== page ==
He could tell she heard him, but she kept shaking her head. Finally she said, “I just don’t understand.” Then she went inside. Now Robbie could smile.
A few minutes later, Granny came out holding a camera, so Robbie quit smiling and just watched her. Granny acted calm, but Robbie knew she was still upset, because she pointed a finger at him and said, “When your mother comes to pick you up, I’m going to tell her what you did. I’m going to show her pictures, too.” Then she walked over to the bushes and started taking pictures.
When Granny finished, she came back to the porch where Robbie was still sitting and said, “You’re only eight, but you should know better. What you did is wrong. Don’t ever do it again.”
Robbie looked at Granny and told her with his eyes that he was really angry now, even angrier than when she’d told him to leave the baby birds alone. Then he got up and started walking around the outside of the house, like he was bored sitting on the porch and just wanted to walk around and see everything, like Granny’s horse and all her chickens.
Once he knew Granny was back inside watching TV, he was able to look at the loose board at the top of the back steps. He wondered what would happen if the board came loose all the way. He knew Granny walked down the back steps when she went out to feed her horse and the chickens the first thing in the morning, even before it was completely light outside.
He was really glad to see Mommy when she came driving up. She ran to him crying, and hugged him real tight. She said she’d flown back the moment she heard what happened. She also said “what a big boy” Robbie had been when he called 911 and told them Granny had fallen down some steps and wasn’t breathing anymore. He was “so brave,” she said.
Robbie liked it when Mommy hugged him and said nice things about him, but he was careful not to smile. He wished he could make some tears, but he still didn’t know how.
After Mommy finished hugging him, Roger came over and tried to hug him too. Robbie didn’t like Roger touching him or even being there, so he told him with his eyes to stay away. If he didn’t, he’d be sorry. Just like Granny was sorry now. Like Daddy, too.
David A. Summers
After teaching psychology for about a decade and practicing law much longer, David A. Summers is now retired and living in Seattle where he writes short fiction, hoping that he’s not causing his Knox College literature professors, now long departed, to spin in their graves. His work has appeared in Thuglit, Out of the Gutter, Shotgun Honey and The RavensPerch.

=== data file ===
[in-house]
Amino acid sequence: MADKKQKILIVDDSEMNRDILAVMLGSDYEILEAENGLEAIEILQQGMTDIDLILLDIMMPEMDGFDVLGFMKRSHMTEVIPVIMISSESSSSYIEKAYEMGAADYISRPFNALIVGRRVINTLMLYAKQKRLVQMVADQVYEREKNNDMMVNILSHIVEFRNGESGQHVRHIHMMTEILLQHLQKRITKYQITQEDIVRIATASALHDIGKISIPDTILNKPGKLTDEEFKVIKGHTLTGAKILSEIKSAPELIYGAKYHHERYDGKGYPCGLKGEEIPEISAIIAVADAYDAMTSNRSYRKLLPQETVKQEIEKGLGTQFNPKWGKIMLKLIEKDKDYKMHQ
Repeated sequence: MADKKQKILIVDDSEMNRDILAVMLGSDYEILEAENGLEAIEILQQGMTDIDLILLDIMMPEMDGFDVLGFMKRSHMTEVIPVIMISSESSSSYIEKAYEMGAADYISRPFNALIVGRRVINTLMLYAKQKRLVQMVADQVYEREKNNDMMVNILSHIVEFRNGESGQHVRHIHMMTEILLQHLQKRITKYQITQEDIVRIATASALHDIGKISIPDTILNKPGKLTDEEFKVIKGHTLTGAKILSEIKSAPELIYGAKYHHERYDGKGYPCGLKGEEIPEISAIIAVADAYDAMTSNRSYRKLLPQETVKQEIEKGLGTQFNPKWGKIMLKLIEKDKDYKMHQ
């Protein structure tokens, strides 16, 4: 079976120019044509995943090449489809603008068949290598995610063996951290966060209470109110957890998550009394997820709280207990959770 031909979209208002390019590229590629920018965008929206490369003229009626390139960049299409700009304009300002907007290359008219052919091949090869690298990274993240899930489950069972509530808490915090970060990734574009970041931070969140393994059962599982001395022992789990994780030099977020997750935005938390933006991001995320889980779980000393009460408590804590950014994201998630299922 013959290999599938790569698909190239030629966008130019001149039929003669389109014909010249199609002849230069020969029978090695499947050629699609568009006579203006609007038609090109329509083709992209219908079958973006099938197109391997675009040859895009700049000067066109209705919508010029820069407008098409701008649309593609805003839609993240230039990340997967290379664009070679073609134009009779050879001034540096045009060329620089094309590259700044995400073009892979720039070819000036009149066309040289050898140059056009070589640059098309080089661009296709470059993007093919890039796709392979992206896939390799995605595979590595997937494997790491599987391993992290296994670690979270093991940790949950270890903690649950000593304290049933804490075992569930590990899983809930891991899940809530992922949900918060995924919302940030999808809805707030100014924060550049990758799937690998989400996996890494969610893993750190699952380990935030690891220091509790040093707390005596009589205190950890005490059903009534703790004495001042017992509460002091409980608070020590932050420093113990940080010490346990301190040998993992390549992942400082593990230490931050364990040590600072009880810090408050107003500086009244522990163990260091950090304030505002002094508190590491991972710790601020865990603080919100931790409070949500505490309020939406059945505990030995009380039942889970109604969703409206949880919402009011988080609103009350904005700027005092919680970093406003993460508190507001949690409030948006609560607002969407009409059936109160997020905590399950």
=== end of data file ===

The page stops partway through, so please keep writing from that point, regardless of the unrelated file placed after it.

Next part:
His Facebook page is: https://www.facebook.com/david.summers.127
Forever is a Very Short Time
I made a deal with the devil, an eternity ago.
“A life for a life,” he told me, and I agreeably struck the bargain. The premature death of some rapist scumbag in exchange for immortality? What I could achieve with life as long as time itself!
Eternity was only an hour past.
Now, hot blood rushes down my throat, shreds of silk and flesh under my nails. I look down at my wife’s tear-encrusted face, her gentle smile lost to the animal inside me.
The devil didn’t lie. He never agreed that I could choose which life would be mine.
K.B. Elijah is a fantasy author living in Brisbane, Australia with her husband and two cockatiels. A lawyer by day, and a writer by…also day, because she needs her solid nine hours of sleep per night (not that the cockatiels let her sleep past 6am). She believes that if writing and reading aren’t fun, then something has gone wrong.
Her anthology of short fantasy stories with twists, The Empty Sky, is available on paperback and Kindle now at https://books2read.com/u/b6kY5x, while her contributions to the creepy collection of Brisbane-authored drabbles known as Sideshow Alley has recently released (https://books2read.com/SideshowAlley). Join her on Instagram (@k.b.elijah) or Twitter (@KBElijah1) for book reviews, promotions and downright cute cockatiel photos.
Beginner hiker, paranoid loner and descendent of Damarchus, Joel Hann, who carried enough food in Georgia to supply ten hikers, bitten by rabid Lycan wolves that snatched backpack in North Carolina, endured migraines and muscle spasms in Tennessee, grew fur, snout, paws and loped on all fours in Virginia, ripped open and devoured organs from family of Eastern Cottontail rabbits in Pennsylvania, bit the hands of male and female thru-hikers in New York and bit the hands of two police officers in Connecticut, has died during complications from several silver gunshot wounds he suffered on Maine portion of Appalachian trail.
By day, John Lane works for the aerospace industry. At night, John feeds his craving to write what’s in his head. His work has appeared in Spillwords, Fifty Word Stories, 81words.net, Friday Flash Fiction and The Drabble among other publications. John also completed a stint as slush reader for Freeze Frame Fiction. He is an Army and National Guard veteran.
I turn up the TV as loud as it will go, but it does no good. I try using the headphones using my hands to shove them down hard against the sides of my head shutting out outside noise, no success. Next I cover my head with a pillow and stuff cotton in my ears and when that doesn’t work I go to the basement and turn on all my power tools but nothing works I can still hear mother banging on the front door and screaming wildly. I guess she is still pissed that I killed her last week.
Patrick J Wynn
Patrick J Wynn is an author of short stories that contain shades of horror, humor and are just a touch weird. His works have been published in Sirens Call, Dark Dossier, Short Horror and Trembling with Fear. You can follow him on his Facebook page and look for his short story collections on Amazon.
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Stephanie Ellis writes dark speculative prose and poetry and has been published in a variety of magazines and anthologies. Her longer work includes the folk horror novels, The Five Turns of the Wheel, Reborn, and The Woodcutter, and the novellas, Bottled and Paused (all via Brigids Gate Press). Her dark poetry has been published in her collections Lilith Rising (co-authored with Shane Douglas Keene), Foundlings (co-authored with Cindy O’Quinn) and Metallurgy, as well as the HWA Poetry Showcase Volumes VI, VII, VIII, and IX and Black Spot Books Under Her Skin. She can be found supporting indie authors at HorrorTree.com via the weekly Indie Bookshelf Releases. She can be found at https://stephanieellis.org and on Blue Sky as stephellis.bsky.social.